Titan's methane cycle is strikingly similar to Earth’s hydrologic cycle and the only other one known to include stable bodies of surface liquids, such as this north polar sea Ligeia Mare. The Cassini mission has characterized Titan’s surface liquid inventory and Ligeia Mare is now known to have a mixed composition of methane, ethane, and dissolved nitrogen. The sea appeared quiescent throughout the 90 Kelvin north polar winter, but on July 10th, 2013 transient features were discovered, shown in the red circle. Dynamic phenomena are expected to occur with increased frequency and intensity as the 2017 northern summer solstice approaches and will afford Cassini the opportunity to begin characterizing the nature of energetic processes in these alien seas. The July 10th, 2013 image is overlaid on the April 26th, 2007 image to fill a gap in the upper left corner. All of the images have been modified for aesthetic appeal and are shown in false colour.
NASA/JPL-Caltech/ASI/University of Arizona/Cornell
June 23, 2014 12:30 PM EDT

So China thinks it’s something special for building new islands in disputed waters in the South China Sea? Well back off, Beijing, because Titan’s got you beat. (And relax, we’re not talking about the ICBM that used to go by that name.) We’re talking about the second largest moon in the solar system and one of the niftiest places humans have never been—but our machines have.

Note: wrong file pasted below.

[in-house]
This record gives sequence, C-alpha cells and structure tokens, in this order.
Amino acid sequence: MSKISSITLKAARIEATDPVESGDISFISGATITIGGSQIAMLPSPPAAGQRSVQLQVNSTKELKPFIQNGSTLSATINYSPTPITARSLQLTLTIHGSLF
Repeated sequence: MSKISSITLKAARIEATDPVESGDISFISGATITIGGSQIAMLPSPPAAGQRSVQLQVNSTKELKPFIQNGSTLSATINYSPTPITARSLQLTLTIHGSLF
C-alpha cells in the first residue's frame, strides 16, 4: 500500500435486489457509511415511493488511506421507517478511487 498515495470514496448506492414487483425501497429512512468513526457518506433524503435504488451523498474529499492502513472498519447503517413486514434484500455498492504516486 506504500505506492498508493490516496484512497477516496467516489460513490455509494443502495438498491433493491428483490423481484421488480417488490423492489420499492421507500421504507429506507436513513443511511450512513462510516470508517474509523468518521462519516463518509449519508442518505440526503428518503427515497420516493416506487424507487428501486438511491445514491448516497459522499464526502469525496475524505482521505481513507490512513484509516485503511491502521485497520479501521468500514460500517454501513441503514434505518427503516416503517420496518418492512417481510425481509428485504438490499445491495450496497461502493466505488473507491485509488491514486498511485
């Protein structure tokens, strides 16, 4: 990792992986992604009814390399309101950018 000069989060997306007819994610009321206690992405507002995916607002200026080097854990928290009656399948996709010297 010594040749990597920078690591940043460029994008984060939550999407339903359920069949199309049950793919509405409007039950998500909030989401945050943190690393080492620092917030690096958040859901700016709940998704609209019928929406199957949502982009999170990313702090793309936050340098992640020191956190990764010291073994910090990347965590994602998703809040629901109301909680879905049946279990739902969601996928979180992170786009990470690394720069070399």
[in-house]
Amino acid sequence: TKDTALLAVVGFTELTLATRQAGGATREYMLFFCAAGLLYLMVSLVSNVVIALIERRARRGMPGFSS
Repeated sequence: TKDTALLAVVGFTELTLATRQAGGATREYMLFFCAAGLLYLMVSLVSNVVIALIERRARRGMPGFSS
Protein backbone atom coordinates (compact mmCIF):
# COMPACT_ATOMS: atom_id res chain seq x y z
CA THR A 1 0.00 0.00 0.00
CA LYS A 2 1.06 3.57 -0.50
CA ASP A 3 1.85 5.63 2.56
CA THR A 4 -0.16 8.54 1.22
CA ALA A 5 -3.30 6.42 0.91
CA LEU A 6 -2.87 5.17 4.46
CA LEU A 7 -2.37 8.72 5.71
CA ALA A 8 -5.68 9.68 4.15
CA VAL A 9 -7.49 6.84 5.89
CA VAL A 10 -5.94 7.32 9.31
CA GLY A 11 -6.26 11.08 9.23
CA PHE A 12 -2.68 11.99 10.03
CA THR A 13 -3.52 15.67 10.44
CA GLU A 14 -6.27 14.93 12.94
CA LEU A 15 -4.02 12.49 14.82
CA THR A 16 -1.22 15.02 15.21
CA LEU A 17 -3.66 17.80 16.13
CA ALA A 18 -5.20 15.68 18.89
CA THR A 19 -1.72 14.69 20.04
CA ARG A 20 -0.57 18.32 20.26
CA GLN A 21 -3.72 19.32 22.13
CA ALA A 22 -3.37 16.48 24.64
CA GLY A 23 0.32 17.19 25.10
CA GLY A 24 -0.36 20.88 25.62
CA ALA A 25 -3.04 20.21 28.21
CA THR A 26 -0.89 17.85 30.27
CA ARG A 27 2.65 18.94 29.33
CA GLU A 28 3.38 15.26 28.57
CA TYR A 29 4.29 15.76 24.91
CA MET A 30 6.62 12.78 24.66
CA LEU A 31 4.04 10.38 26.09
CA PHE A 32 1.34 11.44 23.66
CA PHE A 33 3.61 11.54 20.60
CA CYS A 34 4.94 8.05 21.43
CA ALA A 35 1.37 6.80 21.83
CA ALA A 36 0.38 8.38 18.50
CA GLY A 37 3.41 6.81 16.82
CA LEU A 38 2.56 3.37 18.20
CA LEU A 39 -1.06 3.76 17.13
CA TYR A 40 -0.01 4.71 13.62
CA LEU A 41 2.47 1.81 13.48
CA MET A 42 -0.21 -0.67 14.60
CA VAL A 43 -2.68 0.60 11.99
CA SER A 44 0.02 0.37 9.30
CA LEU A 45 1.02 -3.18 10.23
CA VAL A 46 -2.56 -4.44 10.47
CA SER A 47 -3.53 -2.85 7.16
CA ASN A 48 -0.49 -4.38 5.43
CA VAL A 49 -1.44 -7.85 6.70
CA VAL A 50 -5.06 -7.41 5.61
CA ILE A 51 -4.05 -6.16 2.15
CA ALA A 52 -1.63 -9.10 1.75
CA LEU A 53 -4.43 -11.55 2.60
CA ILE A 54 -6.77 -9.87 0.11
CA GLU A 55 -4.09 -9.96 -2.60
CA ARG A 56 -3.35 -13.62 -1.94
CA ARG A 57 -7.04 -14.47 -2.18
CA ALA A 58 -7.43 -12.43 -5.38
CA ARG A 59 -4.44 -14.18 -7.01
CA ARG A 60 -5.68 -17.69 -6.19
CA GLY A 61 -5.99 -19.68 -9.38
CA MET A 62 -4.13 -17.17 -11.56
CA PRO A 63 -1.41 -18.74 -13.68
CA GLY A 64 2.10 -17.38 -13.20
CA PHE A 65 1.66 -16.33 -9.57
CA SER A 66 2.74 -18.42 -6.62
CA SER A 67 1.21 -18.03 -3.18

Titan belongs to Saturn’s family of moons, and before the arrival of the Cassini spacecraft in the Saturnian system in 2004, scientists had long suspected that like Earth, Titan might be dotted with oceans and seas. Unlike Earth’s oceans, they wouldn’t be filled with liquid water—which would be awfully hard to manage with a surface temperature of -290°F (-180° C)—but liquid methane and ethane. Cassini’s radar mapping has proven that the oceans indeed exist, and they’re every bit as dynamic as the ones on Earth, as confirmed by a new study, just published in Nature Geoscience, announcing the discovery of a new island in Ligeia Mare, Titan’s northern sea. The astronomers describe their discovery drily as a “transient feature,” which is in the nature of scientists. The Internet has dubbed it a “magic island,” which is in the nature of the Internet.

Whatever you call the island, it is thought to be the result of Titan’s approaching summer solstice. The resulting increase in solar heating can lead to waves, bubbling and other kinds of churn that expose previously immersed land masses. Nobody pretends the island is much to see, but the fact that it’s there at all is undeniably cool—and the fact that NASA has a machine on-site to document it is immeasurably cooler.

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Write to Jeffrey Kluger at jeffrey.kluger@time.com.

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